Japan is pretty much out of carrots to increase fertility rates.
It needs to use sticks.
That would need a break with its current post-war liberal-democratic traditions.
Of course it could enter a brave new world and the central government can manufacture people in the future I suppose. I would argue that “Japan” would be finished and something new has arisen.
Due to the Obama regime's business hostile policies, Obamacare mandates and union support, no business can possibly create new jobs here at home without suffering for it.
Obama’s administration is already more than half over.
It is time to start planning for when the GOP takes over.
We’ll need jobs.
As someone who translates the internal business reports of various Japanese firms, China is not as great of an investment as people think. My clients are leaving China for Thailand or leaving to central China.
Productivity of all but the most basic materials is low, wages are rising dramatically on the coast though production is mediocre, while the wages of central China are low and productivity is abysmal.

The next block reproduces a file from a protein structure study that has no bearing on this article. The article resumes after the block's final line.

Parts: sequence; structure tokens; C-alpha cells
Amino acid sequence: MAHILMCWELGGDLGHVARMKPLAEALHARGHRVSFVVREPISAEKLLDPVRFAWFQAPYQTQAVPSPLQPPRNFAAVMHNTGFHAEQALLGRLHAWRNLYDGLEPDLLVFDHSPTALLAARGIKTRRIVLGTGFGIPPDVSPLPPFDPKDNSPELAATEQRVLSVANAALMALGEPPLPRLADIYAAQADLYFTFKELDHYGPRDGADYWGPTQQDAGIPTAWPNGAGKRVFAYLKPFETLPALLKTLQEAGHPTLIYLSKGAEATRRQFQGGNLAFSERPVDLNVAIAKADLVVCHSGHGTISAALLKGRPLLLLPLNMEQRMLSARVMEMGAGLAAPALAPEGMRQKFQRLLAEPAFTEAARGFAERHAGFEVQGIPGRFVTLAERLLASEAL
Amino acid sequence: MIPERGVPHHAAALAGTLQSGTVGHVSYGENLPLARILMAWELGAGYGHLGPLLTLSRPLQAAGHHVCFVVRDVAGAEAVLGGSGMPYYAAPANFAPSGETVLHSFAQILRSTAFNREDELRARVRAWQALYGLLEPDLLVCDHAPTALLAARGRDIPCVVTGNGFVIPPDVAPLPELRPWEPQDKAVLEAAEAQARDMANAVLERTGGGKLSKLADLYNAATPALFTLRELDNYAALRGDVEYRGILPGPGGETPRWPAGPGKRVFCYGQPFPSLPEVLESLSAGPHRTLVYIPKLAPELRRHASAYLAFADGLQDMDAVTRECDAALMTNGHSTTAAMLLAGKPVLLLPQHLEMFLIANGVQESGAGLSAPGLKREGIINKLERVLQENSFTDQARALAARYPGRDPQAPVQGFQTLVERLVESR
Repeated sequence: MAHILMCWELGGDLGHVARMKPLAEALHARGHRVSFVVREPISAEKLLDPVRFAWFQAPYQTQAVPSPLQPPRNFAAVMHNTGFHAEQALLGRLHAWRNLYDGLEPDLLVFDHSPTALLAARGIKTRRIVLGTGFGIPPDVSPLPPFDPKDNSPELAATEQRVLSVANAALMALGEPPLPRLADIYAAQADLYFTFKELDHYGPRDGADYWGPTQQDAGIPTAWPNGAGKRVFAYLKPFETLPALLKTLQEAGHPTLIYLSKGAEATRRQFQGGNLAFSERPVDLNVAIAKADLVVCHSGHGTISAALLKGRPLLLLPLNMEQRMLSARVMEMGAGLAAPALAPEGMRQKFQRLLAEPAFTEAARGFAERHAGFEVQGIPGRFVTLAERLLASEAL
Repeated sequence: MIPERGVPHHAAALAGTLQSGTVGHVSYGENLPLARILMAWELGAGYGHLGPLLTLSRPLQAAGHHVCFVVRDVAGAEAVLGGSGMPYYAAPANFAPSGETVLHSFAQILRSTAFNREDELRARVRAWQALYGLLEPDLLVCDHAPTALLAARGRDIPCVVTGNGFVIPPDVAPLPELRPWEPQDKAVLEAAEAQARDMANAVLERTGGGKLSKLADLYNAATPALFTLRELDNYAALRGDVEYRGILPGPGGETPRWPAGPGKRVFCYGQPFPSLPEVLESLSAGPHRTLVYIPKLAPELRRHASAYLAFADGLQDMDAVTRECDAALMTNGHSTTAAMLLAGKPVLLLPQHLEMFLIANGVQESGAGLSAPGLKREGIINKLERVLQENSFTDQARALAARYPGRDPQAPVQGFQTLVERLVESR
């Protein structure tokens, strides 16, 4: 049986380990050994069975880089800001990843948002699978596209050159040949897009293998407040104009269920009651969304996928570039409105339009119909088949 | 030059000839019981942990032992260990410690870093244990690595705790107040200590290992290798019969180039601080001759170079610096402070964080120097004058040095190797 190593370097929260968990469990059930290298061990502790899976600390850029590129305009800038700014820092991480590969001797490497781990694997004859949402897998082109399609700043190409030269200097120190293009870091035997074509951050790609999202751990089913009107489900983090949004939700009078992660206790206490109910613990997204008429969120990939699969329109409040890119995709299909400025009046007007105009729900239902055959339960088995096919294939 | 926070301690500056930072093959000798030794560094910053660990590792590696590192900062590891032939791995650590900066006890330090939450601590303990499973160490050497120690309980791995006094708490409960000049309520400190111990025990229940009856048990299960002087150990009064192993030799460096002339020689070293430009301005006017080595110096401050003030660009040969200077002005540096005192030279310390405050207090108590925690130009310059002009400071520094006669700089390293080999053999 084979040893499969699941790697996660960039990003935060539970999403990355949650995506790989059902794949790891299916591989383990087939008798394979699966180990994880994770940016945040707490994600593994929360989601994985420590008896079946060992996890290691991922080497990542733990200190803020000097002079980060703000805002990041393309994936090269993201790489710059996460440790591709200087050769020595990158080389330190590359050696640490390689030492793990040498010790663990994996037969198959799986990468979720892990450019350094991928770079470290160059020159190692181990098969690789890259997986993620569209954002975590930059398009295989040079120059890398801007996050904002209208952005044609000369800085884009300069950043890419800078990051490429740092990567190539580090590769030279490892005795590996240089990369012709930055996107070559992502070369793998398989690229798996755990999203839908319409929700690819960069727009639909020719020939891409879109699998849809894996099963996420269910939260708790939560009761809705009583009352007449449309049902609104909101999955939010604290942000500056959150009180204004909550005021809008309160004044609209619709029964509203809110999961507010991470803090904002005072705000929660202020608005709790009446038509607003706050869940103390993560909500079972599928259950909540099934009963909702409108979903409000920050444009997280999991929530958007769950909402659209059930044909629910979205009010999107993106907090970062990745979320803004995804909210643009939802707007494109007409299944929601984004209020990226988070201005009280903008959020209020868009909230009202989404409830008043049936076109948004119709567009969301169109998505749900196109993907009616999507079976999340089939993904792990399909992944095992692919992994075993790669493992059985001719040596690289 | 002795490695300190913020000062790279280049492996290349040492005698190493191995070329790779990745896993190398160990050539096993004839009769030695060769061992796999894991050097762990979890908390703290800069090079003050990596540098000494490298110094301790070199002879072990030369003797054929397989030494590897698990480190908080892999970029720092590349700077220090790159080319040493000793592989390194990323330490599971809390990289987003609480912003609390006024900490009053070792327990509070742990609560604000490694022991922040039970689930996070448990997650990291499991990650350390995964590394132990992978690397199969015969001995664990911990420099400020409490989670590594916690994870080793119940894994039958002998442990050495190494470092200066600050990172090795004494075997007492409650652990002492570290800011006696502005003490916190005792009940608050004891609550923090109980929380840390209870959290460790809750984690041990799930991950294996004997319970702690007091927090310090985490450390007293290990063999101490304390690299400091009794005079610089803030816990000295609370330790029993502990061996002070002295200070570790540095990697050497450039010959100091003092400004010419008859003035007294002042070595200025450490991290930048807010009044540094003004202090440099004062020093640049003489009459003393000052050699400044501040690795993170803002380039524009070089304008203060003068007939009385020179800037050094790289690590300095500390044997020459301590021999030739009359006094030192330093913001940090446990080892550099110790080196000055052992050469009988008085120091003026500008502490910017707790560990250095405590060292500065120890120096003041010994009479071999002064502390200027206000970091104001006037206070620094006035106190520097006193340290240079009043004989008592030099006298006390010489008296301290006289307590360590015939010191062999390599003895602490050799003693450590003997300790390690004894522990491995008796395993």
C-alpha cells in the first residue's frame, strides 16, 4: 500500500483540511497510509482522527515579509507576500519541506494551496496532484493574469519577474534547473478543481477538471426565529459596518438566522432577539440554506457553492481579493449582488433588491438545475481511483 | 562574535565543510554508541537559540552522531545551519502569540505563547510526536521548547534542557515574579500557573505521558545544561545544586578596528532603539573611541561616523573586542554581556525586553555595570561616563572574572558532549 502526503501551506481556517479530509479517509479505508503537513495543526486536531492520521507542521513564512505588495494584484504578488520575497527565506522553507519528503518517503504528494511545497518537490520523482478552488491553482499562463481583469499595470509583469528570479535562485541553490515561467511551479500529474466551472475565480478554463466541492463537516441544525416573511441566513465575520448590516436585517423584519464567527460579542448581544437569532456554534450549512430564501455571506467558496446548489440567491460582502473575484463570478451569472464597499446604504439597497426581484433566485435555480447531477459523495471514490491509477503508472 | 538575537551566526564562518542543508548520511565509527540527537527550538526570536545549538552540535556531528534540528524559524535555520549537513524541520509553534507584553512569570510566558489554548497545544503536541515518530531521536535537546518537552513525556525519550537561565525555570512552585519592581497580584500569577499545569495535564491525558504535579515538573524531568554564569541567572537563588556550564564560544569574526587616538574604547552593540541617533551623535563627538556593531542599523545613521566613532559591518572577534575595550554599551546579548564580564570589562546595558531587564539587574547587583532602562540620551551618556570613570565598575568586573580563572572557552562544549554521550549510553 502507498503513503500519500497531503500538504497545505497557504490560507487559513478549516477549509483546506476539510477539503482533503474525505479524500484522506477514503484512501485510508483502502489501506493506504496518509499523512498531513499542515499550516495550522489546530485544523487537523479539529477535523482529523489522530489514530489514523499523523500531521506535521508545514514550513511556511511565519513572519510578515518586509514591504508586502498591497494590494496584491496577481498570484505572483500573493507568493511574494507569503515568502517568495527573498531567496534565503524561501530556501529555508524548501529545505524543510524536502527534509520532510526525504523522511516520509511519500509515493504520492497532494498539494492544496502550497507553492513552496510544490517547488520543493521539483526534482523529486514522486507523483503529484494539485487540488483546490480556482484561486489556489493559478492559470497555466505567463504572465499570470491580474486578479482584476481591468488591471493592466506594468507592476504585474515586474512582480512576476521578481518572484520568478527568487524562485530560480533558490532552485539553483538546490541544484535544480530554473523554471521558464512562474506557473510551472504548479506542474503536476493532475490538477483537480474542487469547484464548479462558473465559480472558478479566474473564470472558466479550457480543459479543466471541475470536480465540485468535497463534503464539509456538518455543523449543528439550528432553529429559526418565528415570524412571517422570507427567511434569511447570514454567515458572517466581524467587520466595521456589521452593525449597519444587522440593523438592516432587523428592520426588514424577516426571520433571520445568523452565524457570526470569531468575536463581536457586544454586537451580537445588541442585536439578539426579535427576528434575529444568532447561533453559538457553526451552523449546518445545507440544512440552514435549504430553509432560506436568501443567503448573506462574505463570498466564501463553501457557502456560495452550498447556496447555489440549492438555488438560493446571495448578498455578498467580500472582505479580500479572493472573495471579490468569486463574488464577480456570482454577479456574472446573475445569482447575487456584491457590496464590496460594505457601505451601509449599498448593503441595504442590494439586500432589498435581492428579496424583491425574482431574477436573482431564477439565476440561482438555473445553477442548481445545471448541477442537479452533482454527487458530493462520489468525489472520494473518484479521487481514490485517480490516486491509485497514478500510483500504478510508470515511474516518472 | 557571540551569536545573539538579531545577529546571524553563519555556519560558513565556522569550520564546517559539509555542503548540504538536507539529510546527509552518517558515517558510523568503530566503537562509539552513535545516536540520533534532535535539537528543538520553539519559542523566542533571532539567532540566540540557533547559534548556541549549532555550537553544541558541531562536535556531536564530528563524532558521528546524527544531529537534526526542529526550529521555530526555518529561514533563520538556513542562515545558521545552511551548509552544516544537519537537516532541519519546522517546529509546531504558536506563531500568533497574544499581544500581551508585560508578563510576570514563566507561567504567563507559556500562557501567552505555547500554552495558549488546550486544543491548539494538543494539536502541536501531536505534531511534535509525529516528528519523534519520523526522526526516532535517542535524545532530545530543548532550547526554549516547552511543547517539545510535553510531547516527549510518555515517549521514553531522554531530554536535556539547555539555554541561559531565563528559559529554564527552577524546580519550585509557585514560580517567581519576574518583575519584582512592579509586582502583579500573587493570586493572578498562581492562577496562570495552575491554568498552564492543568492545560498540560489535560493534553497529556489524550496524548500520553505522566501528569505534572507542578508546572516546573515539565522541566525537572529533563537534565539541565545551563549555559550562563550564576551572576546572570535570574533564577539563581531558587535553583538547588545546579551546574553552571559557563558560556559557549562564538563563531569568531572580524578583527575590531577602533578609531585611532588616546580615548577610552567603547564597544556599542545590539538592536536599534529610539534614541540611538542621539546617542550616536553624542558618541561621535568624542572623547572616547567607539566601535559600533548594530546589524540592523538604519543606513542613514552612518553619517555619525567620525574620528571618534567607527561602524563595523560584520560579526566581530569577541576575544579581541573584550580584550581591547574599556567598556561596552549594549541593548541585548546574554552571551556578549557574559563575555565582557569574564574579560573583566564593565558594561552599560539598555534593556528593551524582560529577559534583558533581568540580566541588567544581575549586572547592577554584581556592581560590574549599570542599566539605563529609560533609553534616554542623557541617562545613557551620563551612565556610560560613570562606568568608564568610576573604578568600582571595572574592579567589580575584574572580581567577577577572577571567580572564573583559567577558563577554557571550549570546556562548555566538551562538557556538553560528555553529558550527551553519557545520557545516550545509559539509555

Japanese workers do not work as proxy slaves as the Chinese do. Add to the fact that China is becoming more and more unstable. Korea and Japan are expensive places to put plants, but productivity is way better.
“Good maybe HP quality will go up. I know the last two notebooks I bought from them were junk...”
That’s because they are junk. HP laptops are THE worst in terms of build quality, reliability and longevity. Except for their old Omnibook series, they always have been and still are.
Right now, in the consumer class, I’ve been recommending Dell laptops first and then Toshiba. Essentially the special models made for BestBuy, et. al.
Amongst the business class laptops, the Panasonic Toughbooks are head and shoulders above the best, and Panasonics have ALWAYS been made in Japan, though service and support is all in the good ol’ USA, with all warranties runnning for three years.
Panasonic is also just now releasing a new model, the CF-53, which moves them a little more into the mainstream now in terms of features and weight. Heretofore, the Toughbook line consisted of tank-like models and those little slimmed down skinny jobs that cost a fortune.
Works for me. You would be surpised to know just how many companies are currently doing just that out here in the “boonies”. We have a loyal non-union workforce, and can always use the work.